2,000 Dead: As Iraq Tours Stretch On, a Grim MarkNew York Times, October 26, 2005
Perhaps it might be easier to say: the number of deaths can be placed in a simple equation which shows how much war and how many American deaths (and any other significant factors such as the cost to tax payers and through-put onto the economy, positive and negative) a country as a whole is prepared to accept to have cheap gas (petrol). Anti-war protest is one thing: having the ability to make decisions about when or if it is wise to stop, quite another.
Petrol prices does apply to Britianm, but continued guaranteed supply does. We British already pay through the nose (roughly 2 1/2 times as much as U.S. users at $7 as compared to $2) by dint of the high national tax levied on fuel. Our dead (and how many we are going to tolerate) could also be tied in with the benefits British companies get from us remaining in Iraq.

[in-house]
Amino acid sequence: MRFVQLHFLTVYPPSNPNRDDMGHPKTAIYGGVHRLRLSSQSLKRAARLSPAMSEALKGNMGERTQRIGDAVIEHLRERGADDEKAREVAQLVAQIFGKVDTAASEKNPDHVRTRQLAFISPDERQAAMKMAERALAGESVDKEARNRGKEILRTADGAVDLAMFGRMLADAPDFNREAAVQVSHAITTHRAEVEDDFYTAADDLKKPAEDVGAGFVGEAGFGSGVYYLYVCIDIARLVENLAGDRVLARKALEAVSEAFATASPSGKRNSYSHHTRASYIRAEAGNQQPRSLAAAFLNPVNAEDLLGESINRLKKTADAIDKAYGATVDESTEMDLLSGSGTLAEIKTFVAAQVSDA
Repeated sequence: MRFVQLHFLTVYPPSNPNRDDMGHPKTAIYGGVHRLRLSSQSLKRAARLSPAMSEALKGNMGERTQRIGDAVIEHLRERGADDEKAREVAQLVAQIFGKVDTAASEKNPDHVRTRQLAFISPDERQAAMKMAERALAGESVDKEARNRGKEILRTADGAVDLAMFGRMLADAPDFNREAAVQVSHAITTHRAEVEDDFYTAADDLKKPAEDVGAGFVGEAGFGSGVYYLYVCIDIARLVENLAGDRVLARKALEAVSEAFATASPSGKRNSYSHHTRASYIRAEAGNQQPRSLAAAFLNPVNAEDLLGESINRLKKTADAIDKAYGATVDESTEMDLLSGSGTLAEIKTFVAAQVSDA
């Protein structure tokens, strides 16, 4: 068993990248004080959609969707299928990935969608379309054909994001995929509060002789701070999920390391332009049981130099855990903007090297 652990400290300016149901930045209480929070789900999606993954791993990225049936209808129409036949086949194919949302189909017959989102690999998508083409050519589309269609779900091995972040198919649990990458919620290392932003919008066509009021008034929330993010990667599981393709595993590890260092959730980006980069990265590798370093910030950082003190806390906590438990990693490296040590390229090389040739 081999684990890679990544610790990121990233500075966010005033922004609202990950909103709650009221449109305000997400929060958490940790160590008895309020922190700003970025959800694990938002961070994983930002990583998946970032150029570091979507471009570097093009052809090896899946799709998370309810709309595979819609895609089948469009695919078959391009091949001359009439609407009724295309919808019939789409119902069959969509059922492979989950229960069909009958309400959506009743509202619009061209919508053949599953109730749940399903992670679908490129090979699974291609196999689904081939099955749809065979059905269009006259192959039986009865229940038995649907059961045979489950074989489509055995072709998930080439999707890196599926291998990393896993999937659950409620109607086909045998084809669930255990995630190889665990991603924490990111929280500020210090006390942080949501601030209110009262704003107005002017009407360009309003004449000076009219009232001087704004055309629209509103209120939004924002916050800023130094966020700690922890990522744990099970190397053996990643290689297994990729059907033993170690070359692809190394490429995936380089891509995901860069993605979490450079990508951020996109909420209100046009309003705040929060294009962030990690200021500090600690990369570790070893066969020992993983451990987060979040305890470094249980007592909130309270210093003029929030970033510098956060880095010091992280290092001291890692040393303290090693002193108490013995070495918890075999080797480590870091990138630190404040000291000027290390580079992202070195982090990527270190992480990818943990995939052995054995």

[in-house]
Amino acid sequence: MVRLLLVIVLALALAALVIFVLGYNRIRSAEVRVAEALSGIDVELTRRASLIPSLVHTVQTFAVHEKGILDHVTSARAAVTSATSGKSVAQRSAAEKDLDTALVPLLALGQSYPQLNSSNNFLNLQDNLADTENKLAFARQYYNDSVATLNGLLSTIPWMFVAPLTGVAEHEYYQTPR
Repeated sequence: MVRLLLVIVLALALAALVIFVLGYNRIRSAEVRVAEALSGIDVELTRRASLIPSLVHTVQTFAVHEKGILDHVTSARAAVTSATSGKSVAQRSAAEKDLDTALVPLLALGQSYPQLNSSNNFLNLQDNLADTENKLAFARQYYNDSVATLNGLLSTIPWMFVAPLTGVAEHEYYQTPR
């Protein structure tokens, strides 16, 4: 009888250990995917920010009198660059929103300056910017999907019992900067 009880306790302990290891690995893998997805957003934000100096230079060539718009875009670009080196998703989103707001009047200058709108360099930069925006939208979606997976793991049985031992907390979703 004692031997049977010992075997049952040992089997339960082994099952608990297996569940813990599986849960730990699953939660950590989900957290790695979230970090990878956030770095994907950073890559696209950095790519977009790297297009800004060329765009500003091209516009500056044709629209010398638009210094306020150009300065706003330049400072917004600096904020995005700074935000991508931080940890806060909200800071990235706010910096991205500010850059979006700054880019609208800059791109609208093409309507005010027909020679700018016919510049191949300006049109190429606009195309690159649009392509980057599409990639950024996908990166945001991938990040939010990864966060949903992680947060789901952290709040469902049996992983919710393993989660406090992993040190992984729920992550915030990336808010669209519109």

Although no one take away the saddness and devastation of the parents of soldiers who died in Iraq, and Iraqis orf Iraqis, it is these factors which have to be placed in the the scales.
memories of a childhood in Iraq in the 1950s * thoughts on events in the Middle East